E-scooters are responsible for a growing number of serious injuries to both riders and pedestrians brought into the Royal London Hospital, where I work. We’ve already treated one rider who will suffer brain damage for the rest of his life and, sadly, at least one person has already been killed. (Television presenter Emily Hartridge is believed to have been the first electric scooter rider in this country to die after she was thrown into the path of a lorry in South London in July last year.)
We’ve also treated a number of pedestrians who have been knocked over by e-scooters on pavements. Typically, their injuries range from broken bones to skull fractures and, in one case, a brain haemorrhage. The most severely hurt have injuries similar to those seen after high-speed cycling accidents.
The evidence from abroad is unambiguous. In Paris, which started its scheme in 2018 and now has 20,000 e-scooters, there has been a trail of chaos and death. Last year, a 30-year-old man died after a motorbike crashed into his e-scooter from behind in the fast lane of a motorway. He wasn’t wearing a helmet and was the third e-scooter fatality in just four months. Another was an 81-year-old man who died after being knocked down on a suburban pavement.
Head injuries are not a trifling matter. My unit sees 250 severe cases a year. These patients can be in hospital for months, one in four will die and recovery for the survivors can take up to two years. Many don’t make a full recovery. They’ll probably never go back to work and may require life-long care and supervision. A significant number have significant personality changes.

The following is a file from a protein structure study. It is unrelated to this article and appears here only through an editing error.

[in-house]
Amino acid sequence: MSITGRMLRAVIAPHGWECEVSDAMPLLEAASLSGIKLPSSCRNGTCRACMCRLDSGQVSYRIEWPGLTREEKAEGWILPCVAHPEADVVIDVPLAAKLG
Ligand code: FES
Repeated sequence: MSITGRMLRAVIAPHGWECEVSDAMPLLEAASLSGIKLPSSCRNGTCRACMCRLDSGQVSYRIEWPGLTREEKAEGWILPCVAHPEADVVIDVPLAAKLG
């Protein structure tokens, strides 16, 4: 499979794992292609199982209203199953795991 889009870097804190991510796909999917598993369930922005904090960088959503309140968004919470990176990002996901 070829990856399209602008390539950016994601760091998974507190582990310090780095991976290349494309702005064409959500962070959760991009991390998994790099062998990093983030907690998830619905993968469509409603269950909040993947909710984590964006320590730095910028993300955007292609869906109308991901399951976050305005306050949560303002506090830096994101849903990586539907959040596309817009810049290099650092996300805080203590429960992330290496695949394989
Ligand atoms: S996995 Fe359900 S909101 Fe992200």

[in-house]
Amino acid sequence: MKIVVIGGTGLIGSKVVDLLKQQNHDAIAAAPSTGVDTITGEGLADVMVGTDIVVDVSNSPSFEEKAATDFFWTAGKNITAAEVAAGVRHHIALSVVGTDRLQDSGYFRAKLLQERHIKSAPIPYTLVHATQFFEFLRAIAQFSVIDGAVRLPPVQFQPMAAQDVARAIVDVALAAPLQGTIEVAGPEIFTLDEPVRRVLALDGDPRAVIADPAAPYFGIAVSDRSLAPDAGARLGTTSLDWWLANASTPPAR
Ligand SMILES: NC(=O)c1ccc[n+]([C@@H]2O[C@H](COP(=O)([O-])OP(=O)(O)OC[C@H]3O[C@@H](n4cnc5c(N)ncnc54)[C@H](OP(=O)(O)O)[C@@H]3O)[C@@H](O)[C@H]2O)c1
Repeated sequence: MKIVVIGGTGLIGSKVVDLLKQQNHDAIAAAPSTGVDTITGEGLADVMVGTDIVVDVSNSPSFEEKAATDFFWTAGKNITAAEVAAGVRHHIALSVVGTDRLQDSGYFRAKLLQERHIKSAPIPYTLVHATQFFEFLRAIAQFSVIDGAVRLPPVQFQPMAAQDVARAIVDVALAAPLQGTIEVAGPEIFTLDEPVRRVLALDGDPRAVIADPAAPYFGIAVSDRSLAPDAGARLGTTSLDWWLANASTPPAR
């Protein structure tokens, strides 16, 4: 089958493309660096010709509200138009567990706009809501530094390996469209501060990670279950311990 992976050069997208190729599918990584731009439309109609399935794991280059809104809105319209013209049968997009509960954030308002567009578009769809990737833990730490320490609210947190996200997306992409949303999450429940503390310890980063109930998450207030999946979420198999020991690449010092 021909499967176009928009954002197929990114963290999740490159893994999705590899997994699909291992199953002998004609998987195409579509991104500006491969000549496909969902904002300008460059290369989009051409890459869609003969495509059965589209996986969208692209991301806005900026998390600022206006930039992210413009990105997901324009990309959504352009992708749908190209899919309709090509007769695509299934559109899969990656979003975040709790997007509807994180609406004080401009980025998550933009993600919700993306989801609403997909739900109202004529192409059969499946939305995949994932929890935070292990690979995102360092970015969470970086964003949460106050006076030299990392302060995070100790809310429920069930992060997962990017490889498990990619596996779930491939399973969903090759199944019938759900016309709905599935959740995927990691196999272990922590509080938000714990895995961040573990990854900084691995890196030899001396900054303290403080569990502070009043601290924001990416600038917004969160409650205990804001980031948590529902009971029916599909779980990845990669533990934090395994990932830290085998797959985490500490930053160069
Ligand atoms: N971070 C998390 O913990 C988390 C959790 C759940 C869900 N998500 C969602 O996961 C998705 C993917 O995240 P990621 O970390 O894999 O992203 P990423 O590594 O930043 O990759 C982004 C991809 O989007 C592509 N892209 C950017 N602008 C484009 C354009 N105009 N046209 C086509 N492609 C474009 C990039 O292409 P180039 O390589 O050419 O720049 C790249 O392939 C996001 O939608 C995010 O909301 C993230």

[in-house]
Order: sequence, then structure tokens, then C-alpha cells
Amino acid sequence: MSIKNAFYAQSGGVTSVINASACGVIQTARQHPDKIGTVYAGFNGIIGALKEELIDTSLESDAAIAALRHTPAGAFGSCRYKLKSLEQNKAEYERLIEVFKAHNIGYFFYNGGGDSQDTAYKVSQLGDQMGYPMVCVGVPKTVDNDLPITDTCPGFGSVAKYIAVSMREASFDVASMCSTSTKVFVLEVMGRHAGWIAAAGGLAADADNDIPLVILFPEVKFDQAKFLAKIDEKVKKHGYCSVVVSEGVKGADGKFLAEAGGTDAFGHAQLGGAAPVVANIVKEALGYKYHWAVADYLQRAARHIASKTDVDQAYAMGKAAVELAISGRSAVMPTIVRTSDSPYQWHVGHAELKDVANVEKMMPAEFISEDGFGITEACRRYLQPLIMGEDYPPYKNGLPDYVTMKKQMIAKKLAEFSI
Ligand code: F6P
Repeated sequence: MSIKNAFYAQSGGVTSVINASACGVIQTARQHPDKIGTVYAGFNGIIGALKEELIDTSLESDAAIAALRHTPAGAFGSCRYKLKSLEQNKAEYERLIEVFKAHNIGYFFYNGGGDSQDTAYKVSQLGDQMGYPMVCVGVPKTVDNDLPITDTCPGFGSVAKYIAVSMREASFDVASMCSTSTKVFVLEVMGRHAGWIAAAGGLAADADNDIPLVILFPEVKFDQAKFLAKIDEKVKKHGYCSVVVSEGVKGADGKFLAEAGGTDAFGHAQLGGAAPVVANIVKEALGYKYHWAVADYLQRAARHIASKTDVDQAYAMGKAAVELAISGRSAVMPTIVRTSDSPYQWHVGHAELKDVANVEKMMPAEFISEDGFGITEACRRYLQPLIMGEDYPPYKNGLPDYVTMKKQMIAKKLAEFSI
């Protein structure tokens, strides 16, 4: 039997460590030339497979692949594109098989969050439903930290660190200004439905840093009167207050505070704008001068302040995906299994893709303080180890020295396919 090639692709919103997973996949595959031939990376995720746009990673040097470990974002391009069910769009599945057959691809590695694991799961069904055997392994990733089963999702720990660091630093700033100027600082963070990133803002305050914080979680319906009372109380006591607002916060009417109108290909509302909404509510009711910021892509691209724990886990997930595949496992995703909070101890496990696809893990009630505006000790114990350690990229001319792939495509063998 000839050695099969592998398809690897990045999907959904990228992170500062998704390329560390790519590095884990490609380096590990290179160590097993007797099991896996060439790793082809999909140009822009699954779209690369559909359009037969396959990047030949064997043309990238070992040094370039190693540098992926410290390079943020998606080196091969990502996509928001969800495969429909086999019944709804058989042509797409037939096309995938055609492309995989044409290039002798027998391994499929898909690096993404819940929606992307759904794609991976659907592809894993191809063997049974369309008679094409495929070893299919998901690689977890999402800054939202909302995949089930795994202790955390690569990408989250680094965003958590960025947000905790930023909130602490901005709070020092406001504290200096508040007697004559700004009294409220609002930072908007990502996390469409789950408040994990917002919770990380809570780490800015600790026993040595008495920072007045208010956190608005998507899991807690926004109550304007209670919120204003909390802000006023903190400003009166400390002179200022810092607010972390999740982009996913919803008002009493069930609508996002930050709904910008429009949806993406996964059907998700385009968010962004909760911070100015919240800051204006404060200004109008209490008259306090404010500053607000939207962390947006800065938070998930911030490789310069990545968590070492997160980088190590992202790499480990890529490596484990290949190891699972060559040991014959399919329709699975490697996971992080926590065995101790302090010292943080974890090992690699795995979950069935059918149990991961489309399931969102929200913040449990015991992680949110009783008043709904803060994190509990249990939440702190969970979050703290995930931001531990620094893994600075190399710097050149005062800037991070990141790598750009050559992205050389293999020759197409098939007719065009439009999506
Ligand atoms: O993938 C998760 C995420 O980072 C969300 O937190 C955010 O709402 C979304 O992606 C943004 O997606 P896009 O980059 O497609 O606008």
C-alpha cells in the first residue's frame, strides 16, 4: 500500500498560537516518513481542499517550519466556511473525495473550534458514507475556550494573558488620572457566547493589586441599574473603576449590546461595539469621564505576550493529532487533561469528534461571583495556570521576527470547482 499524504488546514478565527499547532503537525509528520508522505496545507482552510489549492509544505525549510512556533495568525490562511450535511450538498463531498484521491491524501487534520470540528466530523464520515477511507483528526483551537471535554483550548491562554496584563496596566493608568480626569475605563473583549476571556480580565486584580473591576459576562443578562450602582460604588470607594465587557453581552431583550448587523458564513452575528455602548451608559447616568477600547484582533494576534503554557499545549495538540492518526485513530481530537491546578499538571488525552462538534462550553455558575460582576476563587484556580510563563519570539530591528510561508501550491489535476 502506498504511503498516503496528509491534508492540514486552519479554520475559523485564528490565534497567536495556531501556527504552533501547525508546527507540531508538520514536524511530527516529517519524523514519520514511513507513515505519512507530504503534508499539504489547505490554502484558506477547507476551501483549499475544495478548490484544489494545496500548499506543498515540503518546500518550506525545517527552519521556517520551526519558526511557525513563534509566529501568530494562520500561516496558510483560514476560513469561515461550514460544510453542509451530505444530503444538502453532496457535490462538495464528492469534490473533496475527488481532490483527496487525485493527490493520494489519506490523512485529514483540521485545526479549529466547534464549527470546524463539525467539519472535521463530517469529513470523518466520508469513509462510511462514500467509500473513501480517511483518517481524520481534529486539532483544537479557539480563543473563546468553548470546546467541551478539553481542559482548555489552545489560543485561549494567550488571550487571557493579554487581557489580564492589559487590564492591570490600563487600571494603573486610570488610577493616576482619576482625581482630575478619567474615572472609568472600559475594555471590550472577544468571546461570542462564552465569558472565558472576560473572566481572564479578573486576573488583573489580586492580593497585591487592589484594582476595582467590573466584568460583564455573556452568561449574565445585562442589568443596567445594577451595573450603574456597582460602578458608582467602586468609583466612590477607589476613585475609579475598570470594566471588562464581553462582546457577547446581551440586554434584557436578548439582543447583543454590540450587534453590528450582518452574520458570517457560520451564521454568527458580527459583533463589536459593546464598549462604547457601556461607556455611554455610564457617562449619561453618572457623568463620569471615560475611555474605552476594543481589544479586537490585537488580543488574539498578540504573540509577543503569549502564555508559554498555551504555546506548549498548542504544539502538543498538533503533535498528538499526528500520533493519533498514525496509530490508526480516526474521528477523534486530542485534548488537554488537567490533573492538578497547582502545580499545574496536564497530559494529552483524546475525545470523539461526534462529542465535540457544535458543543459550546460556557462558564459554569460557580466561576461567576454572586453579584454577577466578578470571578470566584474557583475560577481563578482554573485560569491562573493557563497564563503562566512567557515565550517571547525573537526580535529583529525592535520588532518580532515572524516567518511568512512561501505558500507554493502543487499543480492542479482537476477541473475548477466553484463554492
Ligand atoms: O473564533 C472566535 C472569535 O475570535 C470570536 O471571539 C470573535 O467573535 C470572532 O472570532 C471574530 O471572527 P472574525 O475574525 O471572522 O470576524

Traumatic brain injury costs the UK economy about £15 billion a year, is the leading cause of death and disability in under-40s and is now classed as a global epidemic. This is because people – mostly young men – do reckless things.
But there are many reasons why e-scooters are particularly dangerous. One of the biggest problems is that they are new – drivers and pedestrians don’t know what to do when they see them, if they see them at all.
We haven’t worked out what protective equipment is appropriate – most people don’t bother – and we haven’t worked out whether they are best on the road, pavement, bike lane, or none of them. There’s no requirement to have any lessons, pass a test or be insured to ride an e-scooter.
It doesn’t help that the rules are hazy. Though e-scooters are illegal to use on the road – you could be fined £300, notch up six points on your driving licence and have your scooter impounded – they are freely available to buy. Machines typically have a maximum speed of 20mph to 30mph, though the rental machines currently being trialled are limited to 15.5mph.
Several rental schemes have rapidly run into problems. Last week, a 12-month trial in Coventry was halted after just five days after local people complained of ‘hell on two wheels’. There were angry reports of speeding riders narrowly missing pedestrians along the city’s pavements and driving on the wrong side of the road.
Television presenter Emily Hartridge is believed to have been the first electric scooter rider in this country to die after she was thrown into the path of a lorry in South London in July last year